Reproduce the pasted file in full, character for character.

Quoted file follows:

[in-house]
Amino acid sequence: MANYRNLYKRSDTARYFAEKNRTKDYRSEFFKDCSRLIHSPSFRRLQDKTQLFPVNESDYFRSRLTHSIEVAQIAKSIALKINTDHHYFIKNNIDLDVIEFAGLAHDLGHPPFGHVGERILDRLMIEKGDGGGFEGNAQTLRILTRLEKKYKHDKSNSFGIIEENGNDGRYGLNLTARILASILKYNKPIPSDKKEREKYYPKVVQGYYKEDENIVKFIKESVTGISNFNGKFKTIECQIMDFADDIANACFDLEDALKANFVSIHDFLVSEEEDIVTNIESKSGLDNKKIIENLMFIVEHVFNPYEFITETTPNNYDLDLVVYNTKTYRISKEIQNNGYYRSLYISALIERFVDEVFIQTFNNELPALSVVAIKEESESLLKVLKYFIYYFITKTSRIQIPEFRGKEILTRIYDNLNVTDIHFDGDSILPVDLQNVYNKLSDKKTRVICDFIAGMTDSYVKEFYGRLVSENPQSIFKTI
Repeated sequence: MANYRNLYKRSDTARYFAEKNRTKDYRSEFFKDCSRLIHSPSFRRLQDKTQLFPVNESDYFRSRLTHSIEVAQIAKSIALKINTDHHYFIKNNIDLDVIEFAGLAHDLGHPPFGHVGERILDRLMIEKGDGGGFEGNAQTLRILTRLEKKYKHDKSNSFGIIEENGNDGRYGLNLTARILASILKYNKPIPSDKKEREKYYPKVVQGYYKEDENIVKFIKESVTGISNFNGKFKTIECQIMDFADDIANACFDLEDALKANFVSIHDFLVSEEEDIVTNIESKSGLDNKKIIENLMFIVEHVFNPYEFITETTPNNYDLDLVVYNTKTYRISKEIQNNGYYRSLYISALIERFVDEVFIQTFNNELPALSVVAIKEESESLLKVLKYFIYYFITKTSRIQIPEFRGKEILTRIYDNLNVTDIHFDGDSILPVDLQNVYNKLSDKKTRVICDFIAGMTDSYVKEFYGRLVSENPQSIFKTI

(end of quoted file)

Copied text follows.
[in-house]
Amino acid sequence: MANYRNLYKRSDTARYFAEKNRTKDYRSEFFKDCSRLIHSPSFRRLQDKTQLFPVNESDYFRSRLTHSIEVAQIAKSIALKINTDHHYFIKNNIDLDVIEFAGLAHDLGHPPFGHVGERILDRLMIEKGDGGGFEGNAQTLRILTRLEKKYKHDKSNSFGIIEENGNDGRYGLNLTARILASILKYNKPIPSDKKEREKYYPKVVQGYYKEDENIVKFIKESVTGISNFNGKFKTIECQIMDFADDIANACFDLEDALKANFVSIHDFLVSEEEDIVTNIESKSGLDNKKIIENLMFIVEHVFNPYEFITETTPNNYDLDLVVYNTKTYRISKEIQNNGYYRSLYISALIERFVDEVFIQTFNNELPALSVVAIKEESESLLKVLKYFIYYFITKTSRIQIPEFRGKEILTRIYDNLNVTDIHFDGDSILPVDLQNVYNKLSDKKTRVICDFIAGMTDSYVKEFYGRLVSENPQSIFKTI
Repeated sequence: MANYRNLYKRSDTARYFAEKNRTKDYRSEFFKDCSRLIHSPSFRRLQDKTQLFPVNESDYFRSRLTHSIEVAQIAKSIALKINTDHHYFIKNNIDLDVIEFAGLAHDLGHPPFGHVGERILDRLMIEKGDGGGFEGNAQTLRILTRLEKKYKHDKSNSFGIIEENGNDGRYGLNLTARILASILKYNKPIPSDKKEREKYYPKVVQGYYKEDENIVKFIKESVTGISNFNGKFKTIECQIMDFADDIANACFDLEDALKANFVSIHDFLVSEEEDIVTNIESKSGLDNKKIIENLMFIVEHVFNPYEFITETTPNNYDLDLVVYNTKTYRISKEIQNNGYYRSLYISALIERFVDEVFIQTFNNELPALSVVAIKEESESLLKVLKYFIYYFITKTSRIQIPEFRGKEILTRIYDNLNVTDIHFDGDSILPVDLQNVYNKLSDKKTRVICDFIAGMTDSYVKEFYGRLVSENPQSIFKTI